Increasing numbers of people are saying they don't feel safe.
"There is a war going on in these streets and none of us are safe," said Shavonne McMillan, the principal at Vaux Big Picture High School. "So many of those who are in the crossfire are civilians in this war."
In North Philadelphia, high school principals and other administrators gathered Wednesday night to share stories of tragedy happening in and around their schools.
Le'Yondo Dunn, the principal at Simon Gratz High School Mastery Charter, shared a text he got from one of his high school seniors: "I just lost four friends in a month. Why do we just live to die? It's like there is no way out of this."
At a number of meetings Action News attended through the night people expressed their fears.
In Southwest Philadelphia, a town hall was held to discuss violence and nuisance corner stores in the neighborhood that seem to attract it.
"There are safety concerns. Bullets have no names, so we want to make sure we take care of that problem," said Southwest Philadelphia resident Joel Balbi.
"I'm sick and tired of it. But there's nothing I can do but speak, that's why I'm speaking now. They need to do something," Southwest Philadelphia resident Kim Miller said.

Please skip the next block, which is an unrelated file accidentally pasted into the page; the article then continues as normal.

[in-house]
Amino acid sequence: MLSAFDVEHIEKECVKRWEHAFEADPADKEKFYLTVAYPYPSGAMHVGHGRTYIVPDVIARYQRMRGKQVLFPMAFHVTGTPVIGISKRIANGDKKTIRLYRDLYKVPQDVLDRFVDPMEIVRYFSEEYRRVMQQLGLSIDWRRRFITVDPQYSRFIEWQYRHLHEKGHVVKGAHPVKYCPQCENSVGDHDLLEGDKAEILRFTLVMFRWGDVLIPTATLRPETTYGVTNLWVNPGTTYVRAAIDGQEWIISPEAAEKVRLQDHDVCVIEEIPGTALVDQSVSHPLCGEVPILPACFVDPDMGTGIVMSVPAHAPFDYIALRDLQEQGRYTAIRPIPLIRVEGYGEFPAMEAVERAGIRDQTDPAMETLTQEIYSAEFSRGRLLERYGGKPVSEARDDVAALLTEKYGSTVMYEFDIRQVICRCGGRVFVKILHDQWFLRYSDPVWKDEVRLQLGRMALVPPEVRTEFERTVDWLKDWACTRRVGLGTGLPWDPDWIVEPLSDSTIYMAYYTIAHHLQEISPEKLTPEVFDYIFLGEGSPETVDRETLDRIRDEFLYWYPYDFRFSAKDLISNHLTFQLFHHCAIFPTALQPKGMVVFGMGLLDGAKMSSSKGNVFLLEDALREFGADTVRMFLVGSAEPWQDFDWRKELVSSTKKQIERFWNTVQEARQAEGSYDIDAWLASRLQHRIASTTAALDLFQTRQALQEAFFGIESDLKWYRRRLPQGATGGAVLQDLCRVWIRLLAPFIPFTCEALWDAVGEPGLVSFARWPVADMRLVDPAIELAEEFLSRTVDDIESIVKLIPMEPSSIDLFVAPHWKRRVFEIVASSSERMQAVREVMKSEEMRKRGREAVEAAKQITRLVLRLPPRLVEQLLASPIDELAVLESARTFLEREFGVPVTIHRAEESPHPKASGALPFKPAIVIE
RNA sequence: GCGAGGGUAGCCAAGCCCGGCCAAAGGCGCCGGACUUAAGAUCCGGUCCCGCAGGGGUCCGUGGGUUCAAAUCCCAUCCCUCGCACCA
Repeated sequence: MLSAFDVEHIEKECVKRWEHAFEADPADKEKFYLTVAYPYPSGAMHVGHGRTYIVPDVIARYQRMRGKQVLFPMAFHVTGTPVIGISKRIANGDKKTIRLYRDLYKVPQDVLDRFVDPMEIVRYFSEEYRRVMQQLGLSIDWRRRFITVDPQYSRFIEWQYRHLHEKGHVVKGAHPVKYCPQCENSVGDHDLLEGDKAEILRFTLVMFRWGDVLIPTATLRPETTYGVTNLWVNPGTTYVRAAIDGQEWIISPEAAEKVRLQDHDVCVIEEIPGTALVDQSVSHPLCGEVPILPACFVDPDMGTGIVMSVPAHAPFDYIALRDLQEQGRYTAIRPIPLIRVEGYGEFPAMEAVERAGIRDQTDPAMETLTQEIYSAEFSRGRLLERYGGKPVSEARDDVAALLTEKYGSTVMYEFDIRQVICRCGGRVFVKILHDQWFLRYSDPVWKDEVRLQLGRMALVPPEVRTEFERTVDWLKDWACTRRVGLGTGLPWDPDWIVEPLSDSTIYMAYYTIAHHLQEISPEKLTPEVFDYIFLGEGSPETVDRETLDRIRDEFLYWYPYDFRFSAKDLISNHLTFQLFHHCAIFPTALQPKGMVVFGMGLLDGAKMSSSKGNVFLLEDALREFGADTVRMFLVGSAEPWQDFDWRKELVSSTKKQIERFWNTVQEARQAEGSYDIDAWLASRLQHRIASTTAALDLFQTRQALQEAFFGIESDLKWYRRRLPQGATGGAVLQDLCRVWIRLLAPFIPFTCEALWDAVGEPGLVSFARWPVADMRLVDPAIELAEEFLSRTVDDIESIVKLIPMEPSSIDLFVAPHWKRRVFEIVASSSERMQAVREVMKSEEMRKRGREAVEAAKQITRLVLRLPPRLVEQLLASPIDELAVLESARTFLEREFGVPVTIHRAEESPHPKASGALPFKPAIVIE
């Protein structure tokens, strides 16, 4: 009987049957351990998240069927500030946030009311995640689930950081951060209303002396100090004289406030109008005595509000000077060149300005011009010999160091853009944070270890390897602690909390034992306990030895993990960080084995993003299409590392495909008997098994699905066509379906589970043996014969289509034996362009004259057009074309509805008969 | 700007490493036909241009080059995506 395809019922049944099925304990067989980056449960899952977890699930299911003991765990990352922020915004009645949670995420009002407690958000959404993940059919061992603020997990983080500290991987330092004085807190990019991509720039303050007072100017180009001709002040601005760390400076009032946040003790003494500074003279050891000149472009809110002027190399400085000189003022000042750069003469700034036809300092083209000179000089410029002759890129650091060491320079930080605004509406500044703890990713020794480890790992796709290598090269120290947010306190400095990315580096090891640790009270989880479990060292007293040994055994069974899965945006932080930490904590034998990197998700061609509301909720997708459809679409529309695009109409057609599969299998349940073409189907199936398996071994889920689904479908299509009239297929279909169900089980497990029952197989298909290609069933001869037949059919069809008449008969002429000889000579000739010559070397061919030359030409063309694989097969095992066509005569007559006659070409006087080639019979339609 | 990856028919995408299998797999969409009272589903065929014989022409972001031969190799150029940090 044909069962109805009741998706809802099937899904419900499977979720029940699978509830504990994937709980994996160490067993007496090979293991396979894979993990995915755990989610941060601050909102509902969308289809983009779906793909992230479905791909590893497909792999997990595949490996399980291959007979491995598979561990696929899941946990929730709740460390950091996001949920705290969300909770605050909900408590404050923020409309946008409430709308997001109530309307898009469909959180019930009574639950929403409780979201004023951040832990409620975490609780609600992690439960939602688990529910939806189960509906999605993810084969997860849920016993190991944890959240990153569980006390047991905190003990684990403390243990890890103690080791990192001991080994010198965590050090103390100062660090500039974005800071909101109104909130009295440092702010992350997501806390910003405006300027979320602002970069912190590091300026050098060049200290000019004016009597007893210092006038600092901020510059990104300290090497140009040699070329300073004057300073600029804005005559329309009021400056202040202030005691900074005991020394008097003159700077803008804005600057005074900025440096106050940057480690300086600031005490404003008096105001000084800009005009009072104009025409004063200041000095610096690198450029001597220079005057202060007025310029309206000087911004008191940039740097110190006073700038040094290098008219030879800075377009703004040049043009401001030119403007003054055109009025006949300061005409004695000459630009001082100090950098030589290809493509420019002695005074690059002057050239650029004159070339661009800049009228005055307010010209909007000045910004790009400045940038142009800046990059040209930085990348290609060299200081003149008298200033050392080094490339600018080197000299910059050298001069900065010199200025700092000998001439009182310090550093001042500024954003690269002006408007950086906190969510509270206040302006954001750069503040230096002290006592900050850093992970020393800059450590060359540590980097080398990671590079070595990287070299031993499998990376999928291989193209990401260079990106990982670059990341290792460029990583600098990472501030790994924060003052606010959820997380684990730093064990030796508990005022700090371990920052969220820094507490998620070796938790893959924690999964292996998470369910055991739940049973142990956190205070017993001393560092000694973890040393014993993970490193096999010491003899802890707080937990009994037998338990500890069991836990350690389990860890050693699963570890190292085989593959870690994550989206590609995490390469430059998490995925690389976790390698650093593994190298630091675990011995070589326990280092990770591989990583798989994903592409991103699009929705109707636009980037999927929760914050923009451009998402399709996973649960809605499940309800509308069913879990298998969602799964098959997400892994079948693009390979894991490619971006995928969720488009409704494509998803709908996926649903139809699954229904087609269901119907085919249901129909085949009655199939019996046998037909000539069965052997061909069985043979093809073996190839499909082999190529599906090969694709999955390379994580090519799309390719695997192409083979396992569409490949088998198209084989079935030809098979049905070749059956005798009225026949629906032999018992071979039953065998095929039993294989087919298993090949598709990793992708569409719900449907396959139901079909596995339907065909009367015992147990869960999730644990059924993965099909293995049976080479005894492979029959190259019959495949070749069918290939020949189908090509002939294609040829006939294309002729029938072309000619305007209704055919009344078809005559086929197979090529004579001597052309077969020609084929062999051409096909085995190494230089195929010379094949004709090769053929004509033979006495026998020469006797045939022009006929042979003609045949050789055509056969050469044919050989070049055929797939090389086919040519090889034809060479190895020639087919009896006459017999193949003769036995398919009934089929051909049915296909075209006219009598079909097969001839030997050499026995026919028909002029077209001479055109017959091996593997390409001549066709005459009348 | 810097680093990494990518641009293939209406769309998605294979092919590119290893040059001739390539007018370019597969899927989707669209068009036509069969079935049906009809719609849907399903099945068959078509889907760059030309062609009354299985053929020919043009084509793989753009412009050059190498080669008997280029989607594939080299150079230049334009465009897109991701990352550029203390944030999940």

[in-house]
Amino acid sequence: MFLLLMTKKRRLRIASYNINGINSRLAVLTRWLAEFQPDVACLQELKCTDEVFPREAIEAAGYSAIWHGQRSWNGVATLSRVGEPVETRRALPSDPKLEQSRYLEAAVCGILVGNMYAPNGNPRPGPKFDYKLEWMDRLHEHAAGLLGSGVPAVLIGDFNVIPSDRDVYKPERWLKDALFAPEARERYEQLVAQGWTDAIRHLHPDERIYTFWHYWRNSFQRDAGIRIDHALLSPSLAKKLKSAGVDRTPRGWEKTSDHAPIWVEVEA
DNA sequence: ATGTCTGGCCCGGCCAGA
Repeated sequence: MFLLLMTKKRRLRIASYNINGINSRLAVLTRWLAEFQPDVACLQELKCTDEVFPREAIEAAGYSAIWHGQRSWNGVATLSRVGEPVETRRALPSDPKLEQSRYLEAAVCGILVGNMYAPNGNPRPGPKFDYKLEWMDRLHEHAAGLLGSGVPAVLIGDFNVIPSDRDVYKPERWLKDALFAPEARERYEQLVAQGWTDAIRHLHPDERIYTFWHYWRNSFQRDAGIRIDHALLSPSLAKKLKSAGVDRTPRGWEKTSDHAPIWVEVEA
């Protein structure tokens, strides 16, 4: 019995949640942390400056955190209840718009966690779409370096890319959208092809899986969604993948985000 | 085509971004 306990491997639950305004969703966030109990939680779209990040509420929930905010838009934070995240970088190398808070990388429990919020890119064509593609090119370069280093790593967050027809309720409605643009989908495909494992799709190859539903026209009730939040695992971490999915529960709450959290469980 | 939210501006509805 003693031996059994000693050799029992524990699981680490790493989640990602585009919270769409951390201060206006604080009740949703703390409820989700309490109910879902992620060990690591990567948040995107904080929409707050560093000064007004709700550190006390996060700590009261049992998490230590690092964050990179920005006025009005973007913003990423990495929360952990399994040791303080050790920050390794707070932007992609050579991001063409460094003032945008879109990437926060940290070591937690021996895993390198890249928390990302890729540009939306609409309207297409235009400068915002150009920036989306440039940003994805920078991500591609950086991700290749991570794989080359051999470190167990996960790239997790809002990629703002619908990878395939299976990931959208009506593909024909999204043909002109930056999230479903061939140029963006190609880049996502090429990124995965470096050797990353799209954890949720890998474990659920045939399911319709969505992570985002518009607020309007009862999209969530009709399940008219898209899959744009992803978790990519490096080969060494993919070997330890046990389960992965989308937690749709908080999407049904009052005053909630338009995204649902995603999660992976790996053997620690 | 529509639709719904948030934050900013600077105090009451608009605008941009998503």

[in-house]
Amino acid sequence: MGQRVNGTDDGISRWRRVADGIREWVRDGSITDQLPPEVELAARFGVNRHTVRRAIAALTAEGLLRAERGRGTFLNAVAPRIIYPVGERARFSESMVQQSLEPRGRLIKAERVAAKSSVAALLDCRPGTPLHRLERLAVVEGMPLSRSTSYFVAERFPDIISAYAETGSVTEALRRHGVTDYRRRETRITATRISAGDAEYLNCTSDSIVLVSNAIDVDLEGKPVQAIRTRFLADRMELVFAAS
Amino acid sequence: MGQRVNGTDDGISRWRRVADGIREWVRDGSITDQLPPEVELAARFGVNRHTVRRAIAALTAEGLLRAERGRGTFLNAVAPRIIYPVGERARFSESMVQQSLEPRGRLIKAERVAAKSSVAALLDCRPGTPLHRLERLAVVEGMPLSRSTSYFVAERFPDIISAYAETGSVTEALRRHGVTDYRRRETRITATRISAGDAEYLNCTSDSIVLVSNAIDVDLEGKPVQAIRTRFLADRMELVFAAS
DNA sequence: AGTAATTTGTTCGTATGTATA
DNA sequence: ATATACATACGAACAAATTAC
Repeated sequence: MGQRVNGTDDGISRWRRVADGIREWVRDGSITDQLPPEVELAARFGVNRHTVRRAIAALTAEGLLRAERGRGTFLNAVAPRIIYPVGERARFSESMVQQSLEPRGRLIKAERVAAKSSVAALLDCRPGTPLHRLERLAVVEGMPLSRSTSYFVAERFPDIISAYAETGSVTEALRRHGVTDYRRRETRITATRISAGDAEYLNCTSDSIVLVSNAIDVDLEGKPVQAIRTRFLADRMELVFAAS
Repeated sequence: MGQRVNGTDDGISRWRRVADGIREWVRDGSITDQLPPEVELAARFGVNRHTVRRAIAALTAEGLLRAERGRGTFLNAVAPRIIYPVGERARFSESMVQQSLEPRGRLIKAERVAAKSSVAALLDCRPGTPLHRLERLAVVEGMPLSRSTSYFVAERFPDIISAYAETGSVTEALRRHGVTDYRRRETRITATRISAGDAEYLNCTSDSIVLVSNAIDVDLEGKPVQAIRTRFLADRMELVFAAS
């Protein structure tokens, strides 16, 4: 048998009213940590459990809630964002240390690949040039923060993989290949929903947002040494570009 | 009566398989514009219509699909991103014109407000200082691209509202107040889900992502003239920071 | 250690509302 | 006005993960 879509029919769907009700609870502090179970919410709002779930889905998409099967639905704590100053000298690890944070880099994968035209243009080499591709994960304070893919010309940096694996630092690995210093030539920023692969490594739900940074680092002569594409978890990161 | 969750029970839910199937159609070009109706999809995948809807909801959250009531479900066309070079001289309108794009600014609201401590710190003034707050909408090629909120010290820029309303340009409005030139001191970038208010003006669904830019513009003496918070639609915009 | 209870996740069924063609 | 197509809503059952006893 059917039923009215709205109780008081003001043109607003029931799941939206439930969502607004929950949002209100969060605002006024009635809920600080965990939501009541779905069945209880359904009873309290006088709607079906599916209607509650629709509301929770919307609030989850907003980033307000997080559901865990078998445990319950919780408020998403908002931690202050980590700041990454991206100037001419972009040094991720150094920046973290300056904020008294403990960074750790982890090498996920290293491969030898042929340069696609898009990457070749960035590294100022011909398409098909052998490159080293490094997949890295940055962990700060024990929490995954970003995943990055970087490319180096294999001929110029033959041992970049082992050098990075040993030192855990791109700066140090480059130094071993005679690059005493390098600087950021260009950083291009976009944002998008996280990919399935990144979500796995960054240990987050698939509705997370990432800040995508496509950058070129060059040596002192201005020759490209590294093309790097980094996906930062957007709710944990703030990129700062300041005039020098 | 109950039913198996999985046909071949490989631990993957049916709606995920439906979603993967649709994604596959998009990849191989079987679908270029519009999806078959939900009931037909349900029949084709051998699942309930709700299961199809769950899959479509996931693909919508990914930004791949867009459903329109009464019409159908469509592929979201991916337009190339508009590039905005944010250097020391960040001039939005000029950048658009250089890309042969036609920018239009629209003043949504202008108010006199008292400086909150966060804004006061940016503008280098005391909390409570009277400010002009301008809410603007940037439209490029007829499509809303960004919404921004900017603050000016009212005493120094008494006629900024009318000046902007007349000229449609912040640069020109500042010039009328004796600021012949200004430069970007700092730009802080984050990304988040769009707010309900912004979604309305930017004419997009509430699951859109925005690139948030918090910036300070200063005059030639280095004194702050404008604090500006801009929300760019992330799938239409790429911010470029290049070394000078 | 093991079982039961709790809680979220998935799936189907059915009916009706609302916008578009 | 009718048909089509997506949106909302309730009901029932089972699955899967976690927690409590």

"It's good that the community did come out because it shows they have an interest in addressing their concern because at the end of the day that's what democracy is all about," said Councilman Kenyatta Johnson.
SEE ALSO: Commissioner says Operation Pinpoint proving some success in curbing Philadelphia crime
The reasons cited for the alarming rise in gun violence vary from the heroin and opioid epidemic to warring street gangs involved in the drug trade. But others point to other social and economic problems like poverty and broken homes.
"We have to get to the root of their problems first, like a father in my life, a love for a mother, right? No child left behind," said Khalif Majadid-Ali of Beloved Care Project.
During Wednesday's gun violence briefing, Police Commissioner Danielle Outlaw noted that while shootings and murders are up overall citywide, there are areas of the city seeing some improvement in crime.
"Several districts have seen double-digit decreases in homicides since the last year and six have seen decreases in non-fatal shootings," she said.
Outlaw credited the success in part to the agency's data-driven patrol strategy known as "Operation Pinpoint," which started in 2019.
As the name suggests, the enforcement centers on areas where violent crime is rampant.
When questioned about what some may view as nominal gains in an arena where even recently innocent bystanders are falling victim, Outlaw said the work is ongoing.
"We're constantly out here hustling and our civilian employees alike are out here doing everything that we can to ensure everyone's safety," she added.